Friday, July 4, 2014

What was Restoration Hardware thinking?

I bought a chair from Restoration Hardware last year.  It was a knock-off of a classic 50's ant chair and we wanted to try it out to see if we should buy the real thing.  Ultimately we decided we weren't fond of it and bought different chairs from a different store.

So I was horrified a few weeks ago when a package arrived of 13 very heavy Restoration Hardware catalogs -- apparently 17 pounds worth.  While I couldn't resist the urge to skim through them, I bought nothing.  And I felt so guilty about killing all those trees that I thought about contacting them to ask them to take me off their mailing list.

Well, I wasn't the only one that had this reaction.  Twitter exploded with nasty and sarcastic comments like this -- "No thanks @Restoration Hardware.  Come take it back."  And, "Going out this morning to clean up all the dead UPS guys who were delivering Restoration Hardware catalogs today."  (Forbes, 2014)

The Daily Mail has rounded up some of the best reactions and you can check them out here...

It used to be that it didn't matter what people said about you as long as they spelled your name right.  Do you think that's still true?  Is there value to be had in generating brand buzz of the negative kind? 

And, how do you feel about catalogs in general?  Do you get them, like them, and order things from them?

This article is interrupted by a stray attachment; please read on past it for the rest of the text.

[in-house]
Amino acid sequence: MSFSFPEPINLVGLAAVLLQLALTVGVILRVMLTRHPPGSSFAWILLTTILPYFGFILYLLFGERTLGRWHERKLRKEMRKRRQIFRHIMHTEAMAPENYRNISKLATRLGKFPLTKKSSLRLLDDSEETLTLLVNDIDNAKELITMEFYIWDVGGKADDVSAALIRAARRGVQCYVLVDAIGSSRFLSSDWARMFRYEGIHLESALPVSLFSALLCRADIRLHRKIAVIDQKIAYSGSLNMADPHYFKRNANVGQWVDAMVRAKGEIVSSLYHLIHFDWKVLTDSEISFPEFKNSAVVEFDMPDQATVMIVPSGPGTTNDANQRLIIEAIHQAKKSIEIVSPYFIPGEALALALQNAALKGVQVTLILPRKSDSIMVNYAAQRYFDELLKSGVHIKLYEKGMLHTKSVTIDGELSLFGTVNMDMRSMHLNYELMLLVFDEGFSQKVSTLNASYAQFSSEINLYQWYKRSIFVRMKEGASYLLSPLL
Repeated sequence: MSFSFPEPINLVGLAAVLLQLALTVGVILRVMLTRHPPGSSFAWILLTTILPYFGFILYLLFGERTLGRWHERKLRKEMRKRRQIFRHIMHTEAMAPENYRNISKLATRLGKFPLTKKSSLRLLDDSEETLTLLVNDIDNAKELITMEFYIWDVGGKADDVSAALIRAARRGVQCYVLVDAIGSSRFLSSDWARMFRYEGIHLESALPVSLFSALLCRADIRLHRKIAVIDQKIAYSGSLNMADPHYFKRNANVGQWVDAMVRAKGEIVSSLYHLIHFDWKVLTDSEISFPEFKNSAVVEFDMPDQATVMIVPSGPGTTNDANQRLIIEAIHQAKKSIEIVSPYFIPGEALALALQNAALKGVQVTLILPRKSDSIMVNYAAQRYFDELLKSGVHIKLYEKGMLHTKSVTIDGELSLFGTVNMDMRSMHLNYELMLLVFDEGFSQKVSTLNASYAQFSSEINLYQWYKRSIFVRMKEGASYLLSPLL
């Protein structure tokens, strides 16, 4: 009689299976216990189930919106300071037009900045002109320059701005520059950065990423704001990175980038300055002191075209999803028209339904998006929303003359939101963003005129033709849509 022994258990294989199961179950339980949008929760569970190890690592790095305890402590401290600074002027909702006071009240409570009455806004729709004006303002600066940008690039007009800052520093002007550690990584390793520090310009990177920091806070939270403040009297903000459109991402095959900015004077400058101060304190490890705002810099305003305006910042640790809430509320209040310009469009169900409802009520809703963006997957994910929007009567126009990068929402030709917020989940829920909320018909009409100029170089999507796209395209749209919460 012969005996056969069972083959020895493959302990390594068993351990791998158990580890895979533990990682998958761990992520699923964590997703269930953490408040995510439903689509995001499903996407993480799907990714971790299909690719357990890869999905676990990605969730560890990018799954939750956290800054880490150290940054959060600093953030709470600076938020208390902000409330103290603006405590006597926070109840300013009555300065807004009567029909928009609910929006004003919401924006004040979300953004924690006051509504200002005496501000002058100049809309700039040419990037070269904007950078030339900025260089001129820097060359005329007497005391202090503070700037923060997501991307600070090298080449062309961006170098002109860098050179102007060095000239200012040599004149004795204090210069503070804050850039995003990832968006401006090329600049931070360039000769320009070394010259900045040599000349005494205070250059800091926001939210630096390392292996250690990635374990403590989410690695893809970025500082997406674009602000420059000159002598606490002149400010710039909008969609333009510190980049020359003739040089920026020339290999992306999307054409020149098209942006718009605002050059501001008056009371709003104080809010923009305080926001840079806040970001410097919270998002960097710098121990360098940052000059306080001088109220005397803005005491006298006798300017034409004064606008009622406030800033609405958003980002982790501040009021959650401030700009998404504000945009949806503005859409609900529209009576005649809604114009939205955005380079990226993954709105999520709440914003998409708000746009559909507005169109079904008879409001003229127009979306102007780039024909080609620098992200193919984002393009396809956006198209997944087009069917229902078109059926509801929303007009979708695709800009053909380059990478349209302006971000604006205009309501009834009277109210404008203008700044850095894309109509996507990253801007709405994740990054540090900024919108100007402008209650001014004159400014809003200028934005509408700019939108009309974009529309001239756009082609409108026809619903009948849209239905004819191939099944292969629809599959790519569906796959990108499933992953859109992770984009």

Forbes, T. (2014, June 20)  Restoration Hardware's Catalog Lands With A Thud.  Retrieved July 4, 2014, from


  1. That's hillarious! Especially the comment about the catalogues being the furniture.

    There was an article about McKinsey stating that negative social media buzz hurts sales. I think it is very risky to generate negative buzz unless it's humorous and not offensive to existing consumers. If a brand manage to handle the negative buzz efficiently, they can generate value of of these situations.

    Transparency and authenticity builds trust. Restoration Hardware could leverage it's brand by using this opportunity to sincerely apologize and reduce their catalogue sizes rather than publishing a one page statement saying they are protecting the environment (

    As for catalogues, if it’s relevant to me I will flip the pages as print is tactile. I usually will not order the items but at times it encourages me to check out their stores. That is probably why there are always spikes on website traffic after the catalogues are being delivered. It’s just a quick and cheap method to reach out directly to potential customers. However, a 3,300 page catalogue is just ridiculous as I think a catalogue is more of a call to action as Restoration Hardware has an online store.

  2. To answer your question about the validity of the old adage "there's no such thing as bad press," I strongly believe that there is nothing but detriment to be had from generating brand buzz of the negative kind. You said it yourself in class last week: you don't shop at WalMart because you don't like the way it treats its employees.